It must be US Open week because the pros took one look at Erin Hills, site of the 117th US Open, and you heard more bellyaching than a hospital emergency room.
It usually takes one practice shot from the heavy rough for them to pronounce the course unplayable. On cue, Kevin Na posted a video on Instagram where he dropped a ball in the wispy fescue grass and struggled to find it let alone advance it. Na characterized the fescue as “almost unplayable.” Later, Billy Foster, the longtime caddie of Lee Westwood, emerged from the fescue on his belly in another video, lifted a ball in the air and proudly proclaimed, “Found it!”
The cacophony of complaints is a tradition as long as the U.S. Open final round being played on Father’s Day. Michael Hurdzan, one of the three architects who combined to design Erin Hills, took to Twitter with his retort: “Dear Kevin, Don’t hit it in the rough. Problem solved. Sincerely, Planet Earth.”
Hurdzan added a postscript, noting that the fairway width this week probably is two-to-three times that of most Tour stops. But Na’s moaning is to be expected. It is as much a rite of June as weddings, and it seemed about right for an Open. What came as a complete surprise was the USGA’s response. On Tuesday, out came the weedwackers. They hacked the fescue lining the fairways on hole Nos. 4, 12, 14, and 18. As USGA executive director Mike Davis put it, “They could feed a lot of cattle with all the fescue that’s been harvested.”
The grounds crew hacked away as Rory McIlroy was in the midst of his pre-tournament press conference on Tuesday. When informed of the move, McIlroy expressed surprise and disappointment.
“Really?” McIlroy said. “We have 60 yards from left line to right line. You’ve got 156 of the best players in the world here, if we can’t hit it within that avenue, you might as well as pack your bags and go home.”
Which begs a question: Did the championship just sneak up on the USGA? The staff has been planning the course setup for five years. The 2011 U.S. Amateur held here was supposed to serve as a dress rehearsal to workout such kinks. It appears to be a knee-jerk reaction due to player complaints. When has the USGA ever made the course easier ahead of its championship? This is the same governing body that once planted a 15-foot-high tree overnight between the first and second rounds in 1979 at Inverness Golf Club when players aimed tee shots into an adjoining fairway to shorten a par-5 hole. This is the same association that when asked during the 1974 U.S. Open at Winged Foot if USGA officials were trying to embarrass the best players, USGA president Sandy Tatum replied, “No, we’re trying to identify them.”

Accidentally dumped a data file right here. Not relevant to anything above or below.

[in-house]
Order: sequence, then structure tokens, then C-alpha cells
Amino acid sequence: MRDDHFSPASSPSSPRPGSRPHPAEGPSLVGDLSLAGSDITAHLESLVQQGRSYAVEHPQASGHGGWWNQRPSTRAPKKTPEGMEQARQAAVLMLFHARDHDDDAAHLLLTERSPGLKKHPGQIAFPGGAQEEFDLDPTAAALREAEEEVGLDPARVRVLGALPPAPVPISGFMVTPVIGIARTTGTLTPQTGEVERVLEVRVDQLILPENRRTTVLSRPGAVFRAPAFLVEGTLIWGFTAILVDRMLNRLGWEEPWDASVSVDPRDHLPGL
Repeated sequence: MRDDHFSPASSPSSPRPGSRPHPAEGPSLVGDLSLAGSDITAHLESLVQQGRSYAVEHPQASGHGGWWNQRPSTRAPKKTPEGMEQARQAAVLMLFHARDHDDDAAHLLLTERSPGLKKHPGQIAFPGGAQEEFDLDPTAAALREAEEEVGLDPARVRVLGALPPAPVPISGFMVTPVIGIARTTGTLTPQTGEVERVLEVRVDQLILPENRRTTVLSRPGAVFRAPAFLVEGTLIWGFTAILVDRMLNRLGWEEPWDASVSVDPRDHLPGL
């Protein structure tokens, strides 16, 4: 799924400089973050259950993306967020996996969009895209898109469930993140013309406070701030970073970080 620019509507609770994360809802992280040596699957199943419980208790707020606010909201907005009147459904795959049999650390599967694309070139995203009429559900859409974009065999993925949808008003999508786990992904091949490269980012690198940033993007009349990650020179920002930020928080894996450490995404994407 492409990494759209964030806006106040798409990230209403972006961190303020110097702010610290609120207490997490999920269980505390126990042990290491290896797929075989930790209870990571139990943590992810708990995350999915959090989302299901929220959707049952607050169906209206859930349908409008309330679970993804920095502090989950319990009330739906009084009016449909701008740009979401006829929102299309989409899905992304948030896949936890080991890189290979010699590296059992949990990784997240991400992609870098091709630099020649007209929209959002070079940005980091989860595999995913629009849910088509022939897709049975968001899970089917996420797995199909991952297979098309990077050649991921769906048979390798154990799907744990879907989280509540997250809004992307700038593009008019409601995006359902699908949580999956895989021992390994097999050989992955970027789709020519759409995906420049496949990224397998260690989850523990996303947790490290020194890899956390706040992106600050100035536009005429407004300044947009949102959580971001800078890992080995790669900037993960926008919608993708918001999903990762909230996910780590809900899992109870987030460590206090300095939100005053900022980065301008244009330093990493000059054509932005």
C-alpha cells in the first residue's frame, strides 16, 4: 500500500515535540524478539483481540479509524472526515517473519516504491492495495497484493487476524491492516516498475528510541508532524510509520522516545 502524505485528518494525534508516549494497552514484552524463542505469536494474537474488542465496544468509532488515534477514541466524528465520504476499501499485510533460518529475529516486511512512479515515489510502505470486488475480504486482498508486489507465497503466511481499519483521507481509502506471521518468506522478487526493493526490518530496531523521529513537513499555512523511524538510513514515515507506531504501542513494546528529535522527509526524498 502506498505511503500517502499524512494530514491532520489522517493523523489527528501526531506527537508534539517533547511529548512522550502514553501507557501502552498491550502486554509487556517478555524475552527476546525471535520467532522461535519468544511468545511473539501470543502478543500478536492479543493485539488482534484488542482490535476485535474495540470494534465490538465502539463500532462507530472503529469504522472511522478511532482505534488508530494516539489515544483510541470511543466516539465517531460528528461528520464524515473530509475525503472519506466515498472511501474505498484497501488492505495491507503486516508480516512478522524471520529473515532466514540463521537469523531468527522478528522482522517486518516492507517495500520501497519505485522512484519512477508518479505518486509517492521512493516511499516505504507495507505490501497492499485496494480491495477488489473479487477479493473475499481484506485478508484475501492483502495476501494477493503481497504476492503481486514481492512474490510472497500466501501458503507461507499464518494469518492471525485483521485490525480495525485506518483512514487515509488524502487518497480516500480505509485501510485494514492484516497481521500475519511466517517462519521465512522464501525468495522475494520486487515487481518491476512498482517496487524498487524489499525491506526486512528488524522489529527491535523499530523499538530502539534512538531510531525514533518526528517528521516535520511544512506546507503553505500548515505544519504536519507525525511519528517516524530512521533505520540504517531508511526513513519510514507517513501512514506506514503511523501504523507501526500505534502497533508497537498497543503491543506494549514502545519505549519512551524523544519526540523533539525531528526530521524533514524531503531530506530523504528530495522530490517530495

In the USGA’s defense, it has been one of the rainiest springs that Wisconsin has ever had, and wet weather is forecasted for the tournament, which could make the already dense fescue in the course’s native areas even more unwieldy.
But there seems to be another motivation behind the USGA’s haircut to the fescue grass. In a nutshell, the USGA can’t afford another blunder. In 2015, the greens at Chambers Bay were browns. Player complaints were justified. Last year, during the final round, neither contestants nor fans watching knew who was leading the tournament and by how many strokes as the possibility of a penalty being levied against Dustin Johnson for his ball moving on the fifth green took too long to be determined. Add in another rules controversy at the U.S. Women’s Open against Anna Nordqvist whose club touched a granule of sand during a playoff and the USGA has had a lot of egg on its face of late.
“We want to avoid those things,” Davis said. “But sometimes things happen.”
Sometimes, even golf’s governing bodies get gun-shy just as sometimes Arnold Palmer and Phil Mickelson take the conservative route to the green. In this particular circumstance, the USGA is playing it safe to avoid any further embarrassment. Since when is the penalty for missing the fairway not part of identifying the best player? As McIlroy said, “It’s a U.S. Open, it’s supposed to be a tough test.”
The USGA has enacted new rules to avoid past blunders, instituted new protocols to handle future controversies, and heard the cries from the players and peanut gallery to do better. It deserves credit for looking in the mirror and not liking what it saw. It can do better.
However, the 11th-hour cutting of the rough is indicative of how concerned the USGA has become to avoid conflict this week at all cost.
“It’s good, as long as they don’t go overboard and try to make everybody happy,” Paul Azinger said.
Happy? Davis and the USGA seem to have forgotten that it wouldn’t be the US Open without a little complaining.
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